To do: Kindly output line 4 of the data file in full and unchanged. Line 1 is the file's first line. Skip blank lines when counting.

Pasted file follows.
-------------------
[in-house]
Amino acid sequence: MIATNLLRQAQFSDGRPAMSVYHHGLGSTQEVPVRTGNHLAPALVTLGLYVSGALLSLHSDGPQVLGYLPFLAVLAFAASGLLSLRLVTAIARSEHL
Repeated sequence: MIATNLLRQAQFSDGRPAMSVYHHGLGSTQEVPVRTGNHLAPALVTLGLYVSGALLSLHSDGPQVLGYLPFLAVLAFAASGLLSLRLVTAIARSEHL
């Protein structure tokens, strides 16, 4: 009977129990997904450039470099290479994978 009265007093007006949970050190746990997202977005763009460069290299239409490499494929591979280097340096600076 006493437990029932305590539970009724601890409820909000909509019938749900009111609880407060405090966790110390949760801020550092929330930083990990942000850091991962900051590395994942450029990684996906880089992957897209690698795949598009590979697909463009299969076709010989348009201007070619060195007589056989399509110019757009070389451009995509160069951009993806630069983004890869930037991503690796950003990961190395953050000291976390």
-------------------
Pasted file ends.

């Protein structure tokens, strides 16, 4: 009977129990997904450039470099290479994978 009265007093007006949970050190746990997202977005763009460069290299239409490499494929591979280097340096600076 006493437990029932305590539970009724601890409820909000909509019938749900009111609880407060405090966790110390949760801020550092929330930083990990942000850091991962900051590395994942450029990684996906880089992957897209690698795949598009590979697909463009299969076709010989348009201007070619060195007589056989399509110019757009070389451009995509160069951009993806630069983004890869930037991503690796950003990961190395953050000291976390």